It’s been more than a decade since white-nose syndrome hit Connecticut and at least one expert said it would take several decades more for bat populations in the state to bounce back from the damage done.

“Bats live for a very long time but typically only have one or two babies each year, depending on the species,” said Jenny Dickson, director of the wildlife division at the state Department of Energy and Environmental Protection. “It would take decades to rebound the population this badly hit.”

White-nose syndrome — which targets a bat’s nose, wing membrane and tail membrane — is believed to have made its way to the United States from Europe. It has killed nearly seven million bats in the United States and Canada.

The fungal disease thrives in cold, damp areas — like caves — and infects bats during hibernation.

The fungus can eat away at a bat’s wing tissue, causing it to wake up during hibernation and burn away stored fat reserves. Then, when the insect-eating bat ventures out, it often struggles to find food and won’t survive the remaining months of winter.

White nose syndrome was found in New York in 2007. Mortality rates started to register in Connecticut at the beginning of 2008.

“Between 2008 and now, it’s had a devastating impact on cave bats,” Dickson said.

The Mine Hill Preserve in Roxbury used to be home to “well over 3,000 bats” before white-nose syndrome was found in Connecticut, Dickson said. But once it hit, that overall number dropped to less than a dozen in just three years.

Some of Connecticut’s most common bats are among those most affected by white-nose syndrome: the little brown bat, the northern long-eared bat and the tri-colored bat. Dickson said the big brown bats have also been harmed, but not to the same extent.

She said the northern long-eared bat has seen well over a 95 percent decline because of white-nose syndrome. She said the species was classified as “threatened” a few years ago but is now “endangered” in Connecticut.

“The northern long-eared bat used to be found in every town in the state,” Dickson said, adding that now the species’ population is dwindling.

“This species went from incredibly secure to threatened,” she said. “Now it’s almost impossible to find ... We’ve only had one confirmed report of breeding in that species in the last 10 years — just this year. That was a huge discovery for us. That was a species we were really concerned about.”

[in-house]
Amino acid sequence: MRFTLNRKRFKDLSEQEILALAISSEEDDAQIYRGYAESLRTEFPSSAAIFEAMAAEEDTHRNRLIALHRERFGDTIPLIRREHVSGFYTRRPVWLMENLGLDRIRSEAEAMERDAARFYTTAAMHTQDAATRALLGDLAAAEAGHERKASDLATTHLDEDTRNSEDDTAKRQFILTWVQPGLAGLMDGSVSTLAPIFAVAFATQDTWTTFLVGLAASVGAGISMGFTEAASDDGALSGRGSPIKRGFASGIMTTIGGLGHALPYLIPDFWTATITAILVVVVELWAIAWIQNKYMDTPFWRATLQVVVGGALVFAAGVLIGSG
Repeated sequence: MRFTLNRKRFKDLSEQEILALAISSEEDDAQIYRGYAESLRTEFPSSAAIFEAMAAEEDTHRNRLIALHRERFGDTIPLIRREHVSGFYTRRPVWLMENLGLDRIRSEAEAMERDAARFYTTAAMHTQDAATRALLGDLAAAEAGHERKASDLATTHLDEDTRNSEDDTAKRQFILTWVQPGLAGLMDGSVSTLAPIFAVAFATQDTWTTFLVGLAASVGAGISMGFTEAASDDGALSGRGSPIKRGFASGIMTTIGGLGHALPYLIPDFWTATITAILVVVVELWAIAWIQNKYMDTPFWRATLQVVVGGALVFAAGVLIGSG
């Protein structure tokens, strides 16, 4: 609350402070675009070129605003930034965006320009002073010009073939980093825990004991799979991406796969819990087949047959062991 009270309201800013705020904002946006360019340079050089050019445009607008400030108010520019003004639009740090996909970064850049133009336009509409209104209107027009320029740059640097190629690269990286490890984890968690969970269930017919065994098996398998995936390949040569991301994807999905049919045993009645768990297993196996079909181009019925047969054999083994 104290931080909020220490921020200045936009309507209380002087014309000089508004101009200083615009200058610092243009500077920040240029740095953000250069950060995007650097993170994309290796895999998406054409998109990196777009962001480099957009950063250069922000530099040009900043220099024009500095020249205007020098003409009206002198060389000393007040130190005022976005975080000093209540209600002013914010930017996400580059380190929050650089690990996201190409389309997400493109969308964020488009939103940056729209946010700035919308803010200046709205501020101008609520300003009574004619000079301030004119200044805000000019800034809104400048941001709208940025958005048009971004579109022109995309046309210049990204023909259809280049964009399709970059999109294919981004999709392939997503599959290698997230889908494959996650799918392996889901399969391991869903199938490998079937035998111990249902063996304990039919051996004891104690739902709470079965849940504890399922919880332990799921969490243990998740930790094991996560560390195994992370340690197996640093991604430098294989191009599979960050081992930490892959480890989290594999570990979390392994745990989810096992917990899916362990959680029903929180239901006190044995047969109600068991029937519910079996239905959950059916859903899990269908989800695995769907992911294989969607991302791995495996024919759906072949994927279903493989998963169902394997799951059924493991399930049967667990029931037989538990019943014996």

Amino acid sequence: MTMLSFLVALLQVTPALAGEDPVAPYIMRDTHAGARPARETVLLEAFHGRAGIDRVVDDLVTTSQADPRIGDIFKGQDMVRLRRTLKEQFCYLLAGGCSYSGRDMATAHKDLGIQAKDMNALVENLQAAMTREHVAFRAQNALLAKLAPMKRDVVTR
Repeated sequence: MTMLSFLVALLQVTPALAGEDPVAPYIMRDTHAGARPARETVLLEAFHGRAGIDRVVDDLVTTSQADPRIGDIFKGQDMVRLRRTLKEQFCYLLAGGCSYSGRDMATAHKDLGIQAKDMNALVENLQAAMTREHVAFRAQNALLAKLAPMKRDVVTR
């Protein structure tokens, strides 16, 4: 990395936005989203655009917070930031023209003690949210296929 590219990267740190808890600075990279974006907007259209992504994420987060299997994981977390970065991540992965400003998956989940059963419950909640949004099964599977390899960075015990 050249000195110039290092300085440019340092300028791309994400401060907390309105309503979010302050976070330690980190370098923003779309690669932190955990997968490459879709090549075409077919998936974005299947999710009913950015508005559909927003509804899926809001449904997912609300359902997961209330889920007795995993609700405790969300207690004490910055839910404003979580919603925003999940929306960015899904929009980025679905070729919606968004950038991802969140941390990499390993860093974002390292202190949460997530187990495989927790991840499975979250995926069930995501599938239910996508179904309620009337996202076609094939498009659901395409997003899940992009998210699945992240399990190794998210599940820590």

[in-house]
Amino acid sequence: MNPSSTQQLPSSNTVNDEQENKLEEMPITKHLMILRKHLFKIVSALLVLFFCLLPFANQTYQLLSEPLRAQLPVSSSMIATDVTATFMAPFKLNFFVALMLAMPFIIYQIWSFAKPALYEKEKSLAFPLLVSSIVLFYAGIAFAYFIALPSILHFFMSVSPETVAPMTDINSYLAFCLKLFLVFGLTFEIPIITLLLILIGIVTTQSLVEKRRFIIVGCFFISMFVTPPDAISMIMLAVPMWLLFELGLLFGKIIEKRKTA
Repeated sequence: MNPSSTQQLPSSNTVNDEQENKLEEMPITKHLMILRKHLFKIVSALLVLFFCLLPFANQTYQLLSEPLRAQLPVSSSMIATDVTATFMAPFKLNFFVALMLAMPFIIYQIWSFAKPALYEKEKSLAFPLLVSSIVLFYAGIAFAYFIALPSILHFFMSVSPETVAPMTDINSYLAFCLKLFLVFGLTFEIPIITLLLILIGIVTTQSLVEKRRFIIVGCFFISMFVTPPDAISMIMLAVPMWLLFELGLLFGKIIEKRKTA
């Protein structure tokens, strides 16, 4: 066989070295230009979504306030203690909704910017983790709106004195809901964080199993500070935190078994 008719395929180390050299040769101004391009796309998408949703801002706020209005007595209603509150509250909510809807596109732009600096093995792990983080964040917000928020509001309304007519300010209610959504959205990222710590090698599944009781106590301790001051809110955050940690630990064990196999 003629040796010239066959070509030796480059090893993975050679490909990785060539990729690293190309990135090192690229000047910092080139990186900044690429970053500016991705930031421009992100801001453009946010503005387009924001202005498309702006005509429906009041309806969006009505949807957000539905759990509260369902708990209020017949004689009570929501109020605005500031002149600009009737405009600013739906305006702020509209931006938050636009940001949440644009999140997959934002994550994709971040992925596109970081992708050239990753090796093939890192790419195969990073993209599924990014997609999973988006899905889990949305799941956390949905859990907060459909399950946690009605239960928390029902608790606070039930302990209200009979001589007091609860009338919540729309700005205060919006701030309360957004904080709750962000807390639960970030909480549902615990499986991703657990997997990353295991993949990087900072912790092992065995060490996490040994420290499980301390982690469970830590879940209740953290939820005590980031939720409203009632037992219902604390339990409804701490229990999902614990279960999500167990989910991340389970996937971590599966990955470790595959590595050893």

The little brown bat has shown evidence that the species is still reproducing, but still that population has declined well over 90 percent. The tri-colored bat has been “dramatically impacted” by the fungal disease as well.

“The most drastic drops were in the first five years,” Dickson said. “That’s when we really saw populations kind of hit the bottom. We really haven’t seen populations increase at all.”

The state’s population of big brown bats has seen a 35 to 40 percent mortality rate because of white-nose syndrome.

The challenge now is trying to figure out what can be done to prevent white-nose syndrome from potentially wiping out specific bat species in Connecticut — and beyond.

“There are a couple of things that have some promise,” Dickson said. “We’ve found (the fungus) doesn’t do well at higher temps or in UV-light conditions.”

For now, DEEP’s Wildlife Division spends time monitoring bat populations and tracking reported sightings.

DEEP was involved with installations of bat gates in caves across Connecticut.

“This was one of those things that really helped prevent any additional disturbance to the bats in the winter,” Dickson said.

The most important thing DEEP has worked to do is raise awareness.

Dickson said the fungus got its name because the fungal bloom is white in color, so often people think that’s what they should look for in potentially infected bats.

That’s not always the case.

If a resident spots a bat out and about during the winter months when it should be hibernating, that’s the first red flag.

But bats won’t always have a white, fuzzy mark on their nose right away after contracting white-nose syndrome so it’s not immediately visible to the naked eye.

“We’ll get people who say, ‘well, I saw one, but it didn’t have the white on the nose,’” Dickson said. “That doesn’t mean the bat is OK. Just seeing a bat that looks OK doesn’t mean it is OK.”

DEEP’s Wildlife Division also wants to hear from residents who have maternity colonies of bats in their yards during the warmer months so they can keep track of what bats are surviving.

“One of the things we can do is talk about it and talk about how important bats are to our ecosytem,” Dickson said, adding that they provide insect control. “Bats matter. They make a difference in our lives.”

Connecticut residents are urged to report bat sightings to DEEP’s Wildlife Division.

If a dead bat is found, residents are asked to put on gloves, double bag the bat and put it on ice or in a freezer and call 860-424-3011 for further instructions.

Residents can find links to a public bat sightings form at https://bit.ly/2NYlyvQ. Photos can be emailed to deep.batprogram@ct.gov.

Connecticut Media Group